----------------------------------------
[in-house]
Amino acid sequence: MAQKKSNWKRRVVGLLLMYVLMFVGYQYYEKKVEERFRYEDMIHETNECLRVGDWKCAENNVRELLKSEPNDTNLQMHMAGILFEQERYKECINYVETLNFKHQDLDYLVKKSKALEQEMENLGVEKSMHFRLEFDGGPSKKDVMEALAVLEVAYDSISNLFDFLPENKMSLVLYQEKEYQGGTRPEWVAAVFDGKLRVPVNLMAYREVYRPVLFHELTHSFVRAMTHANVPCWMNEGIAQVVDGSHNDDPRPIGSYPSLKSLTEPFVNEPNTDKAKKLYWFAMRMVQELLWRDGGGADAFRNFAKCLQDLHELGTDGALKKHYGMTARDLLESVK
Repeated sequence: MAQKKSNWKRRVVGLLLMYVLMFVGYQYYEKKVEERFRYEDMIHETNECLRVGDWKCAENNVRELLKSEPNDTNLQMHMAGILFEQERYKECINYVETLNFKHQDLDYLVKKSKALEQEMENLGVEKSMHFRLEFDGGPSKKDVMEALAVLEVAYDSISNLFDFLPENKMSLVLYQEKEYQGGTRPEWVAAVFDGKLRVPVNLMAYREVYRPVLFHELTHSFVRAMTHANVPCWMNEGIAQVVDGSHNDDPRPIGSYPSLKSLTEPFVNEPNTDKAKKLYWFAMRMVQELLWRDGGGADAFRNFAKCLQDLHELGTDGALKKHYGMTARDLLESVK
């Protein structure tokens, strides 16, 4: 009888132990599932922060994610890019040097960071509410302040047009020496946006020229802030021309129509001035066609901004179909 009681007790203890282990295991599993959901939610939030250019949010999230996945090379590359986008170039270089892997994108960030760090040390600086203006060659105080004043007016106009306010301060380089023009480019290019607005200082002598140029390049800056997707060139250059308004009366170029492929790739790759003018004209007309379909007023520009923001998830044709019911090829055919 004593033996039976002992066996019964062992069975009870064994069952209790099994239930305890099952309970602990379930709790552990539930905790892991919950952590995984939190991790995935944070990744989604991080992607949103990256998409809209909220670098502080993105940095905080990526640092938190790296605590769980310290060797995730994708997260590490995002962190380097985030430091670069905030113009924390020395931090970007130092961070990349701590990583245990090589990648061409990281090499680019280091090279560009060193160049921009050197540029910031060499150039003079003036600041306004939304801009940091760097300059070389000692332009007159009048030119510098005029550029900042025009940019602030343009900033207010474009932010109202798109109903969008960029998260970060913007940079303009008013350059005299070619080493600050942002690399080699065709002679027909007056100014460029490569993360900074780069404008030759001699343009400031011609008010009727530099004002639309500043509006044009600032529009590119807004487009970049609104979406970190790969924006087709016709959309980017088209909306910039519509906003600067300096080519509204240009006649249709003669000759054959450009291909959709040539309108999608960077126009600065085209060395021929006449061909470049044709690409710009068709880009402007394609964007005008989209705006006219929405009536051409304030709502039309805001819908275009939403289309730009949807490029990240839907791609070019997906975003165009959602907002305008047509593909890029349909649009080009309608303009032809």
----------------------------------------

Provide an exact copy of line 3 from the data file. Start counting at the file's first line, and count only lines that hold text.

Repeated sequence: MAQKKSNWKRRVVGLLLMYVLMFVGYQYYEKKVEERFRYEDMIHETNECLRVGDWKCAENNVRELLKSEPNDTNLQMHMAGILFEQERYKECINYVETLNFKHQDLDYLVKKSKALEQEMENLGVEKSMHFRLEFDGGPSKKDVMEALAVLEVAYDSISNLFDFLPENKMSLVLYQEKEYQGGTRPEWVAAVFDGKLRVPVNLMAYREVYRPVLFHELTHSFVRAMTHANVPCWMNEGIAQVVDGSHNDDPRPIGSYPSLKSLTEPFVNEPNTDKAKKLYWFAMRMVQELLWRDGGGADAFRNFAKCLQDLHELGTDGALKKHYGMTARDLLESVK